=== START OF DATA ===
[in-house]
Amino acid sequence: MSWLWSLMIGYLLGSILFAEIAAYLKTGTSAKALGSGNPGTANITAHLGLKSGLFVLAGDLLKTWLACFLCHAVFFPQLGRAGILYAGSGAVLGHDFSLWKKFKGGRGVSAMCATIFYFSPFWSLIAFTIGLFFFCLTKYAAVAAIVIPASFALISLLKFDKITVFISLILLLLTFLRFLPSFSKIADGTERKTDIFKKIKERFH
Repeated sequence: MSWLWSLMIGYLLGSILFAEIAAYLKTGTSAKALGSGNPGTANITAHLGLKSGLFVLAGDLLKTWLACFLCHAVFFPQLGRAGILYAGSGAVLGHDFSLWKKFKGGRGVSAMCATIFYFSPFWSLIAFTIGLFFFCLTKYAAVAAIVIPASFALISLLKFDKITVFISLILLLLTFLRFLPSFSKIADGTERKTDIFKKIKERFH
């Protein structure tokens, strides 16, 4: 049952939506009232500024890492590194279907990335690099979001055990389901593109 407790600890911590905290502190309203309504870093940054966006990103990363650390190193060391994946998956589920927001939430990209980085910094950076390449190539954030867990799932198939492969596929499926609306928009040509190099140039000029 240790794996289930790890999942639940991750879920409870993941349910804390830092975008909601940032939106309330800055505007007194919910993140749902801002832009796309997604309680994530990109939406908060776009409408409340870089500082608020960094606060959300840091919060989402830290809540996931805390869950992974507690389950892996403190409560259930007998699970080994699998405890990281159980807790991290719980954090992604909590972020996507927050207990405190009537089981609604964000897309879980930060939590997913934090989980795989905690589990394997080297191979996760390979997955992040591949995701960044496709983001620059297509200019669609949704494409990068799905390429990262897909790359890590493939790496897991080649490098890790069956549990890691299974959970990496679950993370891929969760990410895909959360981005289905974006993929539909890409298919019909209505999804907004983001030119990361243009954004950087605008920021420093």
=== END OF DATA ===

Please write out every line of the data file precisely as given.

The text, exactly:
[in-house]
Amino acid sequence: MSWLWSLMIGYLLGSILFAEIAAYLKTGTSAKALGSGNPGTANITAHLGLKSGLFVLAGDLLKTWLACFLCHAVFFPQLGRAGILYAGSGAVLGHDFSLWKKFKGGRGVSAMCATIFYFSPFWSLIAFTIGLFFFCLTKYAAVAAIVIPASFALISLLKFDKITVFISLILLLLTFLRFLPSFSKIADGTERKTDIFKKIKERFH
Repeated sequence: MSWLWSLMIGYLLGSILFAEIAAYLKTGTSAKALGSGNPGTANITAHLGLKSGLFVLAGDLLKTWLACFLCHAVFFPQLGRAGILYAGSGAVLGHDFSLWKKFKGGRGVSAMCATIFYFSPFWSLIAFTIGLFFFCLTKYAAVAAIVIPASFALISLLKFDKITVFISLILLLLTFLRFLPSFSKIADGTERKTDIFKKIKERFH
């Protein structure tokens, strides 16, 4: 049952939506009232500024890492590194279907990335690099979001055990389901593109 407790600890911590905290502190309203309504870093940054966006990103990363650390190193060391994946998956589920927001939430990209980085910094950076390449190539954030867990799932198939492969596929499926609306928009040509190099140039000029 240790794996289930790890999942639940991750879920409870993941349910804390830092975008909601940032939106309330800055505007007194919910993140749902801002832009796309997604309680994530990109939406908060776009409408409340870089500082608020960094606060959300840091919060989402830290809540996931805390869950992974507690389950892996403190409560259930007998699970080994699998405890990281159980807790991290719980954090992604909590972020996507927050207990405190009537089981609604964000897309879980930060939590997913934090989980795989905690589990394997080297191979996760390979997955992040591949995701960044496709983001620059297509200019669609949704494409990068799905390429990262897909790359890590493939790496897991080649490098890790069956549990890691299974959970990496679950993370891929969760990410895909959360981005289905974006993929539909890409298919019909209505999804907004983001030119990361243009954004950087605008920021420093």